Bacterial Vaginosis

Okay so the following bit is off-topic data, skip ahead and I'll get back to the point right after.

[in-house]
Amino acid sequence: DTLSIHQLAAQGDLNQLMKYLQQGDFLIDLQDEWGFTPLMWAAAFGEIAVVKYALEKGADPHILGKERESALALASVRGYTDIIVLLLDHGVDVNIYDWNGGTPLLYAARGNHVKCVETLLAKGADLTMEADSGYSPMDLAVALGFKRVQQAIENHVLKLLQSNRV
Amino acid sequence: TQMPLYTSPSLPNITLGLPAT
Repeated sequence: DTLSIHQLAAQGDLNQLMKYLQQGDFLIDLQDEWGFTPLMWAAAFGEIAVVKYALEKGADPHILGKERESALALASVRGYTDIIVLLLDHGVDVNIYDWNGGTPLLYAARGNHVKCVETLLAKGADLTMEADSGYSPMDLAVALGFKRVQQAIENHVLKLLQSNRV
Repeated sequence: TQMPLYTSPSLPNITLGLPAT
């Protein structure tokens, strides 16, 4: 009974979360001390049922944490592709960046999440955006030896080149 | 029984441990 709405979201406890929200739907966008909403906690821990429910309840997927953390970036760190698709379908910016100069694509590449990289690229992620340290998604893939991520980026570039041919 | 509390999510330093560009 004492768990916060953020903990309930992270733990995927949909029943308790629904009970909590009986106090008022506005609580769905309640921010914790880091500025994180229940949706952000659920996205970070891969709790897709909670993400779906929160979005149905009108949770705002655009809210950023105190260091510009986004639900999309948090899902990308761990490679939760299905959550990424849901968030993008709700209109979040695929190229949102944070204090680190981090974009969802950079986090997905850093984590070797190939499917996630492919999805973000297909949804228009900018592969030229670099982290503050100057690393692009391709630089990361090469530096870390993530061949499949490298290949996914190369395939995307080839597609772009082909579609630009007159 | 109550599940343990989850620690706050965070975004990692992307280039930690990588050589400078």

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Introduction Bacterial vaginosis is known to be the most common cause of abnormal vaginal discharge in women of childbearing age (Hay, 2010). Bacterial vaginosis is the result of the substitution of normal vaginal lactobacilli with anaerobic bacteria Gardnerella vaginalis and Prevotella, Peptostreptococcus and Bacteroides spp., which will result loss of the normal vaginal acidity (Turovskiy, Sutyak Noll, & Chikindas, 2010). Bacterial vaginosis is the main trigger of vaginal discharge or malodor in women (Hainer & Gibson, 2011). Studies specify that most women diagnosed with bacterial vaginosis are unaware of the infection; however, the fishy odor smell that accompanies this infection is usually a hallmark for its diagnosis (Hainer & Gibson, 2011). The fishy odor associated with bacterial vaginosis is the product of amines from anaerobic (Hainer & Gibson, 2011). The odor associated with bacterial vaginosis is more prominent when there is an increase in vaginal pH, which mostly occurs after sexual intercourse when semen is present in the vagina, as well as during menstrual cycle (Hainer & Gibson, 2011). In comparison to many other vaginal infections, bacterial vaginosis is not associated with inflammation of the vaginal mucosal and/or vulvar itch (Hainer & Gibson, 2011). Bacterial vaginosis is identified with patient with high incidence of endometritis and pelvic inflammatory disease status post abortion and/or gynecological procedures (Hainer & Gibson, 2011). This vaginal infection, bacterial vaginosis, has been associated with status post and postpartum endometritis, pelvic inflammatory disease (PID), and during pregnancy, late fetal loss and spontaneous preterm birth (Verstraelen, Verhelst, Vaneechoutte, & Temmerman, 2010). Tho... ... middle of paper ... ... V.S., Bertini, M., & Candiani, M. (2013). Probiotics in the Prevention of Recurrences of Bacterial Vaginosis. Alternative Therapies, 20(1), 52-57 Turovskiy, Y., Sutyak Noll, K., & Chikindas, M. (2011). The aetiology of bacterial vaginosis. Journal Of Applied Microbiology, 110(5), 1105-1128. doi:10.1111/j.1365-2672.2011.04977.x Verstraelen, H., Verhelst, R., Vaneechoutte, M., & Temmerman, M. (2010). The epidemiology of bacterial vaginosis in relation to sexual behaviour. BMC Infectious Diseases, 1081. doi:10.1186/1471-2334-10-81 Vujic, G., Knez, A.J., Stefanovic, V.D., Vrbanovic, V.K. (2012) Efficacy of orally applied probiotic capsules for bacterial vaginosis and other vaginal infections: a double-blind, randomized, placebo-controlled study. European Journal of Obstetrics & Gynecology and Reproductive Biology, 168(2013), 75-79. doi: 10.1016/j.ejogrb.2012.12.031p

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